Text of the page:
Odds are, the lower the price, the greater the odds it is made or assembled from parts sourced from China, no matter where it is packaged or where the company is based. However, don’t think of the price as being the direct translation of quality, as several sights lean towards a less expensive cost that is still of good design and manufactured to meet heightened quality control benchmarks.


Each pistol red dot sight uses its own mounting footprint, which I will get into, and commonly available button battery, which are replaceable. However, what happens if there are problems? If the glass breaks, the buttons stick, or the dot refuses to zero to the point of impact? That’s where doing your research comes matters.

For instance, Leupold offers a lifetime warranty in which they promise to repair or replace it for free – whether you’re the original owner or not.

Leupold DeltaPoint Pro warranty

Burris offers their style of “Forever, no questions asked, warranty,” which is not limited to the original owner.

Burris forever, no questions asked, warranty

Holosun is more selective, with a limited lifetime warranty to the original owner that specifically applies to the metal structure and optical systems only while the LED illumination system is only covered for ten years.

Similarly, SIG has what they call an “Infinite Guarantee” that is lifetime– but the electrical components are only covered for five years for workmanship defects, something that may be harder to satisfy.

Others offer much shorter limited warranties such as Steiner, who typically cover their optics for two years.

No matter what pistol red dot sight you select and how they are supported after the fact, be sure to save your proof of ownership or warranty card that comes with the optic and register the device with the manufacturer, if possible. This also helps ensure that you don’t have a counterfeit item.


Pistol red dot sights are typically described as Micro or Mini, differentiating these optics from more full-sized red dots meant for use with rifles. The compact nature comes for two reasons.

  1. They must be short enough in length to fit behind the ejection port on top of the slide of a semi-auto pistol. For reference, full-sized pistols in the M1911/CZ75/Beretta 92/SIG P226 range have a sight radius of about 8-inches, with the maximum open “real estate” between the rear sight dovetail and the ejection port only being about 1.85 usable inches. This is the primary reason that pistol red dot sights fall under this benchmark.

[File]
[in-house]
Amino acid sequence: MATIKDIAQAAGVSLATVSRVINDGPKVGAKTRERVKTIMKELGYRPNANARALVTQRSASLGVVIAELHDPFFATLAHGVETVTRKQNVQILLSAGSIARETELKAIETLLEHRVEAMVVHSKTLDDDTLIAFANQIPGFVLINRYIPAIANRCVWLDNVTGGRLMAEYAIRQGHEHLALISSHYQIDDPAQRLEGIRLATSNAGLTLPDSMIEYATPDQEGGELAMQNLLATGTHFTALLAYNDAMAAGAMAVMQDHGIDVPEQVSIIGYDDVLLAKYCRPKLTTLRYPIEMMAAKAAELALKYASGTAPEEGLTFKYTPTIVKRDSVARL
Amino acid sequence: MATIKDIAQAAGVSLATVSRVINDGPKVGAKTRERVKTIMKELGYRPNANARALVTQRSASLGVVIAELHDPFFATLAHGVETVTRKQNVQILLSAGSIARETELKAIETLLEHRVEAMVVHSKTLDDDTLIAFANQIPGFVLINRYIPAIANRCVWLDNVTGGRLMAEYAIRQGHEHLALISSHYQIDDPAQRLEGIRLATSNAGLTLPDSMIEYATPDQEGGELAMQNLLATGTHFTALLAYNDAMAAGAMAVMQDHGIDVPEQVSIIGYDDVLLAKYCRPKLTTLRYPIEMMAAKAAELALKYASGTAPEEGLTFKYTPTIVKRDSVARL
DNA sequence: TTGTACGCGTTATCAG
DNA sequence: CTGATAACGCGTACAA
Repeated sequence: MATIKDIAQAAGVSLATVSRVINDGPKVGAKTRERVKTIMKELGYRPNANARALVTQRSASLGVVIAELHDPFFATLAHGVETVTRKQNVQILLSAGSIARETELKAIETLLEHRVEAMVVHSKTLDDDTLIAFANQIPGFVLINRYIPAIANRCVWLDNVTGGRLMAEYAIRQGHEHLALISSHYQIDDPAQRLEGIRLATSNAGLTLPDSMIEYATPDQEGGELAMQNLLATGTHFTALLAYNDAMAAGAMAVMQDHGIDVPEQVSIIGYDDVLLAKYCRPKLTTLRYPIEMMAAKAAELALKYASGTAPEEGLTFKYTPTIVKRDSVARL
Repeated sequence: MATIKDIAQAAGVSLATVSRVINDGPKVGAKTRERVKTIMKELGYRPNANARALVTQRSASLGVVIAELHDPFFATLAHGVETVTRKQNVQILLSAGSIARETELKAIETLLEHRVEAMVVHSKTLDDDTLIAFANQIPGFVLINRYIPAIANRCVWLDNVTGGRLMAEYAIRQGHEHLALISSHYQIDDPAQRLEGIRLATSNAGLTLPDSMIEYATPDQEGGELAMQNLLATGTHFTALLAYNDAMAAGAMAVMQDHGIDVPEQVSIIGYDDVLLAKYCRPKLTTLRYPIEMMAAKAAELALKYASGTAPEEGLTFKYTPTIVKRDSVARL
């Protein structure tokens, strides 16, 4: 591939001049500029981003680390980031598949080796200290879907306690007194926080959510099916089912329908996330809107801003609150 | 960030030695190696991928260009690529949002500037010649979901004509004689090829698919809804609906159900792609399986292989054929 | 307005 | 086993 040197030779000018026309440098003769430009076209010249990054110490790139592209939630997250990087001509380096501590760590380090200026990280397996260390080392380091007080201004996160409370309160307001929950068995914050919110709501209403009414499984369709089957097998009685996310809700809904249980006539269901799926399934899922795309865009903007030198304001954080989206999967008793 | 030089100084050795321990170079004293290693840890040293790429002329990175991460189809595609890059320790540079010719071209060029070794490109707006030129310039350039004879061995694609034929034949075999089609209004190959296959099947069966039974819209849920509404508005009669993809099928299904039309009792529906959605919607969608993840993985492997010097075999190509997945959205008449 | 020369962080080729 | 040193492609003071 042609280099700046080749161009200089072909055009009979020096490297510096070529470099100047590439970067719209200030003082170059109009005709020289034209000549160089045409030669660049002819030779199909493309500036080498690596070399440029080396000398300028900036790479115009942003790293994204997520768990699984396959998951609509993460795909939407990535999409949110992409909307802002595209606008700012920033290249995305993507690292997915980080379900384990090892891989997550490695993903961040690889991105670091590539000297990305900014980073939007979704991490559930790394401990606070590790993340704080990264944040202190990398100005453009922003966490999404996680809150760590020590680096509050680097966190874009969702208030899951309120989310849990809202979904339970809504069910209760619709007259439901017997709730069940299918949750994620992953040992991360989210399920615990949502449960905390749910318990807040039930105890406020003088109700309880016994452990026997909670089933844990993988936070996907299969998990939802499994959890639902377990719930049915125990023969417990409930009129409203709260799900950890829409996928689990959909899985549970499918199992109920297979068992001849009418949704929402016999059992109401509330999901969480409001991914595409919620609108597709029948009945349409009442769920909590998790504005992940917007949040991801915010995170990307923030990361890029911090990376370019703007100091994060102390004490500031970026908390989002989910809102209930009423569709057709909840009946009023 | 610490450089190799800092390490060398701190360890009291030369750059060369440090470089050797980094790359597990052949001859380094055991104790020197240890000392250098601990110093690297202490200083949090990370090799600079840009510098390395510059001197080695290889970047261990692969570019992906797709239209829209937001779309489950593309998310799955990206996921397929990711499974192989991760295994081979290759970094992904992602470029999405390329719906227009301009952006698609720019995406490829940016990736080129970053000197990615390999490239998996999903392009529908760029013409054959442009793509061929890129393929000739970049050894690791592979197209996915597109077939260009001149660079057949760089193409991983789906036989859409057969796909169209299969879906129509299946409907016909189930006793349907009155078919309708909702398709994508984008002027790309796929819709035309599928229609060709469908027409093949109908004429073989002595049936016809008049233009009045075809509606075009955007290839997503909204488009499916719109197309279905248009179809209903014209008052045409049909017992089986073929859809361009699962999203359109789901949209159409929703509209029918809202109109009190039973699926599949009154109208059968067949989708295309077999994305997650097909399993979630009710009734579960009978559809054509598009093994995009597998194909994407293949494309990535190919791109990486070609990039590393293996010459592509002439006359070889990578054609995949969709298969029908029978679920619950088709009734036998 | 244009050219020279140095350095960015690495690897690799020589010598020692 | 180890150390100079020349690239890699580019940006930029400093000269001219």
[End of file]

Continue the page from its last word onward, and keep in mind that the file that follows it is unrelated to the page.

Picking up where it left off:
2. It is important that the pistol red dot sight weighs as little as possible so that it doesn’t retard the slide during its cycling process. Hence, the lighter the better, typically 2 ounces or less to ensure continued functionality.


The profile that slides are milled to support is unique to pistol red dot sights and is referred to as a “footprint,” typically by the optic manufacturer’s base plate style. For instance, Trijicon’s RMR is one of the more common pistol dots on the market, so footprints milled to accept it are referred to as RMR, even though other makers use the same footprint.

Sadly, while rifles have largely solidified with M1913 Picatinny rails for their optics mounting needs, there are several different footprints for pistol red dot sights floating around.

Further muddying the waters, pistol makers like to call their footprints different things even if they share a commonality with a known pattern used by other optics companies.

For example, Springfield Armory lists the footprint on their Optics Sight Pistols as the Springfield Micro pattern even though the mounting screws are in the same place as a standard Shield RMSc footprint optic.